Several major oil companies, including BP and Shell, periodically publish scenarios forecasting the future of the energy sector. In recent years, they have added visions for how climate change could be tackled, including scenarios they say are in line with the international Paris climate agreement.
These scenarios are extremely influential. They are used by companies making investment decisions and, more importantly, by decision makers as the basis for their decisions.
But are they really compatible with the Paris Agreement?
Many future scenarios show continued reliance on fossil fuels. But data gaps and lack of transparency can make it difficult to compare them with independent scientific assessments, such as global reviews. by the Intergovernmental Panel on Climate Change (IPCC).
In a study published on August 16, 2022 in Nature Communication, our international team has analyzed four of these scenarios and two others by the International Energy Agency using a new method we have developed to compare these energy scenarios head-to-head. We determined that five of them, including the frequently cited scenarios of BP, Shell, and Equine— were not in line with the Paris objectives.
What the Paris Agreement expects
One is to ensure that the increase in global average temperature remains well below 2 degrees Celsius (3.6 degrees Fahrenheit) above pre-industrial levels, and to continue efforts to keep warming in check. below 1.5 degrees Celsius (2.7 degrees Fahrenheit). The agreement also stipulates that global emissions should peak as soon as possible and reach at least net zero greenhouse gas emissions in the second half of the century. Trajectories that meet these targets show that carbon dioxide emissions are projected to fall even faster, reaching net zero by around 2050.
Scientific evidence shows that a warming of more than 1.5 degrees Celsius, even temporarily, would have harmful effects implications for the global climate. These consequences are not necessarily reversible, and it is unclear to what extent people, ecosystems and economies might know how to adapt.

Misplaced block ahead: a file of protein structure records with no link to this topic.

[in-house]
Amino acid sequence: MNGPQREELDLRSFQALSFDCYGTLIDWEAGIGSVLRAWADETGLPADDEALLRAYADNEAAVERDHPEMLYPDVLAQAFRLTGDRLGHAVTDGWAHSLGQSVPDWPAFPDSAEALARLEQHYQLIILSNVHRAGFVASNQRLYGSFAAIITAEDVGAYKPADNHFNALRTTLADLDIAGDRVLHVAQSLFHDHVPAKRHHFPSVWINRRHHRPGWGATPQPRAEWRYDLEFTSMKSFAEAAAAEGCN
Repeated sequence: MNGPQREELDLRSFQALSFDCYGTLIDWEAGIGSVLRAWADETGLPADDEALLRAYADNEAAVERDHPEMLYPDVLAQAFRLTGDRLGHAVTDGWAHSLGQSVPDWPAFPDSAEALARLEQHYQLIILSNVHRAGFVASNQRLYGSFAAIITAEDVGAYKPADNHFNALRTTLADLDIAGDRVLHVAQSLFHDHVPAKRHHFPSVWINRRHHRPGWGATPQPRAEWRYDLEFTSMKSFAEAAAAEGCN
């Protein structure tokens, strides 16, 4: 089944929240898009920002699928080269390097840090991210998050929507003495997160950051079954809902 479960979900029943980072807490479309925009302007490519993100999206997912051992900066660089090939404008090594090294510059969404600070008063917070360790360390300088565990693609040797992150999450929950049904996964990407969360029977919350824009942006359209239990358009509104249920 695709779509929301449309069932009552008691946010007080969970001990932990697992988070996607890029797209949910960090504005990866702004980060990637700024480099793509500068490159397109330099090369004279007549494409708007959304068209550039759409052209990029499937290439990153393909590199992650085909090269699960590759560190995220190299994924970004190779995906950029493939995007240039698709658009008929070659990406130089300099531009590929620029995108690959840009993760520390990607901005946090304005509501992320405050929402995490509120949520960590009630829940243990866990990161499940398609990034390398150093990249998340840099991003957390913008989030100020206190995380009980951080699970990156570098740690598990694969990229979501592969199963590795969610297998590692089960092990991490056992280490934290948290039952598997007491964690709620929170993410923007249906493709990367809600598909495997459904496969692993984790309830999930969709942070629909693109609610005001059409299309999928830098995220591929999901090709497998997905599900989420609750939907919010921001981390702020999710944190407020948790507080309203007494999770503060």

How Scenarios Work
We worked with the non-profit science and policy research institute Climate analysis better understand the implications of the Paris Agreement for global and national decarbonization pathways — pathways countries can take to reduce their greenhouse gas emissions. In particular, we explored the roles that coal and natural gas can play as the world moves away from fossil fuels.
When we analyzed the decarbonization scenarios of energy companies, we found that BP, Shell, and EquineThe scenarios exceed the Paris Agreement’s 1.5 degree Celsius limit by a significant margin, with only BPhas more than a 50% chance of subsequently lowering temperatures to 1.5 degrees Celsius by 2100.
These scenarios also showed higher short-term coal use and long-term gas use for power generation than Paris-compatible scenarios, such as those assessed by the IPCC. Overall, the utility scenarios also show higher levels of carbon dioxide emissions than the scenarios compatible with Paris.
Of the six scenarios, we determined that only the International Energy Agency program Net zero by 2050 scenario outlines an energy future compatible with the Paris Agreement’s 1.5 degree Celsius target.
We found that this scenario has more than a 33% chance of preventing warming from exceeding 1.5 degrees Celsius, a 50% chance of having temperatures 1.5 degrees Celsius warmer or lower in 2100 and close to 90% chance of keeping warming always below 2 degrees. Celsius. This matches the criteria we use to assess Consistency of the Paris Agreementand in line with the approach adopted by the IPCC Special file: Global warming of 1.5°Cwhich highlights lanes with no overshoot or with limited overshoot to be compatible with 1.5 degrees Celsius.
Getting the right picture of decarbonization
When a group publishes future energy scenarios, it helps to have a transparent way to make an apples-to-apples comparison and assess the temperature implications. Most corporate scenarios, with the exception of Shell’s Sky 1.5 scenario, do not extend beyond mid-century and focus on carbon dioxide without assessing other greenhouse gases.
Our method uses a transparent procedure to extend each trajectory to 2100 and estimate emissions of other gases, allowing us to calculate temperature results for these scenarios using simple climate models.
Without a consistent baseline, there is a risk that policymakers and businesses will have an inaccurate picture of the pathways available to decarbonize economies.